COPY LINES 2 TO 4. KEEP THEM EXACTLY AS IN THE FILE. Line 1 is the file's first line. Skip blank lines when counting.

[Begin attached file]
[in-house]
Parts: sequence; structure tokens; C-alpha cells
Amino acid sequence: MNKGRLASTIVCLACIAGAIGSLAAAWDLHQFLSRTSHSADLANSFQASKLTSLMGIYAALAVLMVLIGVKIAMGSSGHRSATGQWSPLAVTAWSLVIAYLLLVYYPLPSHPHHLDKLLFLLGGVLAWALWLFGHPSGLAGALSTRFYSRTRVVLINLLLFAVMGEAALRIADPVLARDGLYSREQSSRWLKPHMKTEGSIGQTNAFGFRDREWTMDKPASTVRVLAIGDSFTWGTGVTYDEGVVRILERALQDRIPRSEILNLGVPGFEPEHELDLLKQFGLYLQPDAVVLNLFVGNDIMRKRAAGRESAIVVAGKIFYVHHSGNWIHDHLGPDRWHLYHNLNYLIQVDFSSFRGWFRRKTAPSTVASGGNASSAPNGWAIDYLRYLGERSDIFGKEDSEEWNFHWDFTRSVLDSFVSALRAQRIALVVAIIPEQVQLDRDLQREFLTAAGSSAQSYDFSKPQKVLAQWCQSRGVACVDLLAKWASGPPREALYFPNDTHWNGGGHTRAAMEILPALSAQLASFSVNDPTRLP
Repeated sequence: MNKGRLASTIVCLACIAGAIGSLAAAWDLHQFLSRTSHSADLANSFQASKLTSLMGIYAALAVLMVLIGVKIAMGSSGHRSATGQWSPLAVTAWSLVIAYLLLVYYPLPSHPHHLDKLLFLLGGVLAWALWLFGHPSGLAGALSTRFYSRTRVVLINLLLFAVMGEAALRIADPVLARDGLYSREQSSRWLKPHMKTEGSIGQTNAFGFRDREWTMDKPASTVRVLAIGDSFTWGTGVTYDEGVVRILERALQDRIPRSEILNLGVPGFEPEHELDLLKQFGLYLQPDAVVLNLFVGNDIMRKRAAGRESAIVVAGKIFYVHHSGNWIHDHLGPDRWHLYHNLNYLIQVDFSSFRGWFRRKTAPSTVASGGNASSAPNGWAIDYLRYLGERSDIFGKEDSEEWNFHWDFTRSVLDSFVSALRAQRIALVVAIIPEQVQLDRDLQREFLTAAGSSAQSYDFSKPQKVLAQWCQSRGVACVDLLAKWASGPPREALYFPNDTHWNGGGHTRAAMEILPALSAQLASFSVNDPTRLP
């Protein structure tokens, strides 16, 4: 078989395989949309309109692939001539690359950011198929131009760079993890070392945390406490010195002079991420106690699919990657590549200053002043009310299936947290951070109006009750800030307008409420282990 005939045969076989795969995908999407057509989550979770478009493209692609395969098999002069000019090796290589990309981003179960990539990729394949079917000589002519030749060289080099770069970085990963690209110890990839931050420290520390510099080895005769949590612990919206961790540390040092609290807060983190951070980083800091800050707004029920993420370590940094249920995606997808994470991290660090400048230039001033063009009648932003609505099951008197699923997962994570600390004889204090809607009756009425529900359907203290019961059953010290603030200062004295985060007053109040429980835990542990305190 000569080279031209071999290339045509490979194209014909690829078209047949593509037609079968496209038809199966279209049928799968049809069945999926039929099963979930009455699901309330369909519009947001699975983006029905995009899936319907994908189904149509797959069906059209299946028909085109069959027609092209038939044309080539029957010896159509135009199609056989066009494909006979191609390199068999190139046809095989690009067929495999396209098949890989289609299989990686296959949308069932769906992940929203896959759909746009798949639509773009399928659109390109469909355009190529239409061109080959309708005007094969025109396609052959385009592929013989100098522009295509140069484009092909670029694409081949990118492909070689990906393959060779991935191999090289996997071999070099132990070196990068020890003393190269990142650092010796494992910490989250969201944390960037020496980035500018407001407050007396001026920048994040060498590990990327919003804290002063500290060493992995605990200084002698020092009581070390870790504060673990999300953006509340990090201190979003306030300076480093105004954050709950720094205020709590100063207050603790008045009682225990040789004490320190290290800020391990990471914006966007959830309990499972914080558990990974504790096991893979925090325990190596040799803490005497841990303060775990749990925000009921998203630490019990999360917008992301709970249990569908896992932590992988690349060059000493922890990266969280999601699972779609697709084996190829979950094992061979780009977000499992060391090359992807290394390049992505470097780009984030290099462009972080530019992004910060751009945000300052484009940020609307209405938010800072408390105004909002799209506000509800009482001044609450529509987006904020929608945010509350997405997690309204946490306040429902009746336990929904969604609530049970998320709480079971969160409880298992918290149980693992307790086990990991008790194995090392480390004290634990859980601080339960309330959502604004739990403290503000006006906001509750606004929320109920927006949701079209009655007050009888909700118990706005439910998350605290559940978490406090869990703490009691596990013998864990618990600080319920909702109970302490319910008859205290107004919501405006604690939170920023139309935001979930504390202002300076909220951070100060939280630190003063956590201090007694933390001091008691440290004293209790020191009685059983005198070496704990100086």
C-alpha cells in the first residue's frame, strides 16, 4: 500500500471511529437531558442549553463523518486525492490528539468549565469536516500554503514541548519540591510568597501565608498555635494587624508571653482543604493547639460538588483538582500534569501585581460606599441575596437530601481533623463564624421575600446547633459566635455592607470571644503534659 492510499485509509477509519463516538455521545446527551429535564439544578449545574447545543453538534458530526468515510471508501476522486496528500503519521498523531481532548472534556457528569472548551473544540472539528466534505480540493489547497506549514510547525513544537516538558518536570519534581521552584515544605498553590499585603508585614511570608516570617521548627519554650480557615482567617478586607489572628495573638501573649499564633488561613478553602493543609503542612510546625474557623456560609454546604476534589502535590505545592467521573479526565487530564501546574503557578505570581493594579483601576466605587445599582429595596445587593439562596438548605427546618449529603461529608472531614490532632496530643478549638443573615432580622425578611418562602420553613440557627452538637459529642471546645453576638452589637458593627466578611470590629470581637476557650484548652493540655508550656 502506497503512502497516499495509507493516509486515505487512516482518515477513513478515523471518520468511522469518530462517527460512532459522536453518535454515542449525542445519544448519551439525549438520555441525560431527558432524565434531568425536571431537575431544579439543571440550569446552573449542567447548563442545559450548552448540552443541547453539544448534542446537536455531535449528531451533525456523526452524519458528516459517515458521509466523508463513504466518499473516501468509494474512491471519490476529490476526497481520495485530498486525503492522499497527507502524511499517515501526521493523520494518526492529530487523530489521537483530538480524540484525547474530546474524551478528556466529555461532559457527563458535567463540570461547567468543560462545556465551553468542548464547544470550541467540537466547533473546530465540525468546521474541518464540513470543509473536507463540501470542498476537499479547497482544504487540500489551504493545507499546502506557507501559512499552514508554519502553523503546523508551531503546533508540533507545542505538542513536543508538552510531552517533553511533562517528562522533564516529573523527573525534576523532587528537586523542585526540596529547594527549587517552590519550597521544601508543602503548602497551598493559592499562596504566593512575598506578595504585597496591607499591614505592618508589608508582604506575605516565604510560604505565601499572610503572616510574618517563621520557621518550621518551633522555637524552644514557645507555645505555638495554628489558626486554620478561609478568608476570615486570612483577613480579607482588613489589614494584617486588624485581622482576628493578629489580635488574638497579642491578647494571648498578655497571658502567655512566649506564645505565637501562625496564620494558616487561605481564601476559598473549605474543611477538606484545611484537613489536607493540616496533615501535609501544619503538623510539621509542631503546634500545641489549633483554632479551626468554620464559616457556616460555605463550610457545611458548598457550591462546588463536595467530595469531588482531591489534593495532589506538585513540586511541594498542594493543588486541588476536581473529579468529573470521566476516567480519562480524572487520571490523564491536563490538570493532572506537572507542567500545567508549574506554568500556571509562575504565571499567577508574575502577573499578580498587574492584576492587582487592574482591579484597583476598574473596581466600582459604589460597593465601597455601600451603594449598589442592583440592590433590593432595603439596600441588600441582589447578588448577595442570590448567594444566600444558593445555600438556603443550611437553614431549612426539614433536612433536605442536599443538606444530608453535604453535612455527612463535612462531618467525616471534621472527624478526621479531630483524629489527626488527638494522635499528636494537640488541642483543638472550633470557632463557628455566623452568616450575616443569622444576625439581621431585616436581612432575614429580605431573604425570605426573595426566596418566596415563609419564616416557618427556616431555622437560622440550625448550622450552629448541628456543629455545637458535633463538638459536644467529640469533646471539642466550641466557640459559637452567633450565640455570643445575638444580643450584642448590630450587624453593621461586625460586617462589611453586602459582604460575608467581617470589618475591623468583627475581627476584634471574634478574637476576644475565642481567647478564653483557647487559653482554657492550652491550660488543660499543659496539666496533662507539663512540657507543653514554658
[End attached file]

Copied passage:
Parts: sequence; structure tokens; C-alpha cells
Amino acid sequence: MNKGRLASTIVCLACIAGAIGSLAAAWDLHQFLSRTSHSADLANSFQASKLTSLMGIYAALAVLMVLIGVKIAMGSSGHRSATGQWSPLAVTAWSLVIAYLLLVYYPLPSHPHHLDKLLFLLGGVLAWALWLFGHPSGLAGALSTRFYSRTRVVLINLLLFAVMGEAALRIADPVLARDGLYSREQSSRWLKPHMKTEGSIGQTNAFGFRDREWTMDKPASTVRVLAIGDSFTWGTGVTYDEGVVRILERALQDRIPRSEILNLGVPGFEPEHELDLLKQFGLYLQPDAVVLNLFVGNDIMRKRAAGRESAIVVAGKIFYVHHSGNWIHDHLGPDRWHLYHNLNYLIQVDFSSFRGWFRRKTAPSTVASGGNASSAPNGWAIDYLRYLGERSDIFGKEDSEEWNFHWDFTRSVLDSFVSALRAQRIALVVAIIPEQVQLDRDLQREFLTAAGSSAQSYDFSKPQKVLAQWCQSRGVACVDLLAKWASGPPREALYFPNDTHWNGGGHTRAAMEILPALSAQLASFSVNDPTRLP
Repeated sequence: MNKGRLASTIVCLACIAGAIGSLAAAWDLHQFLSRTSHSADLANSFQASKLTSLMGIYAALAVLMVLIGVKIAMGSSGHRSATGQWSPLAVTAWSLVIAYLLLVYYPLPSHPHHLDKLLFLLGGVLAWALWLFGHPSGLAGALSTRFYSRTRVVLINLLLFAVMGEAALRIADPVLARDGLYSREQSSRWLKPHMKTEGSIGQTNAFGFRDREWTMDKPASTVRVLAIGDSFTWGTGVTYDEGVVRILERALQDRIPRSEILNLGVPGFEPEHELDLLKQFGLYLQPDAVVLNLFVGNDIMRKRAAGRESAIVVAGKIFYVHHSGNWIHDHLGPDRWHLYHNLNYLIQVDFSSFRGWFRRKTAPSTVASGGNASSAPNGWAIDYLRYLGERSDIFGKEDSEEWNFHWDFTRSVLDSFVSALRAQRIALVVAIIPEQVQLDRDLQREFLTAAGSSAQSYDFSKPQKVLAQWCQSRGVACVDLLAKWASGPPREALYFPNDTHWNGGGHTRAAMEILPALSAQLASFSVNDPTRLP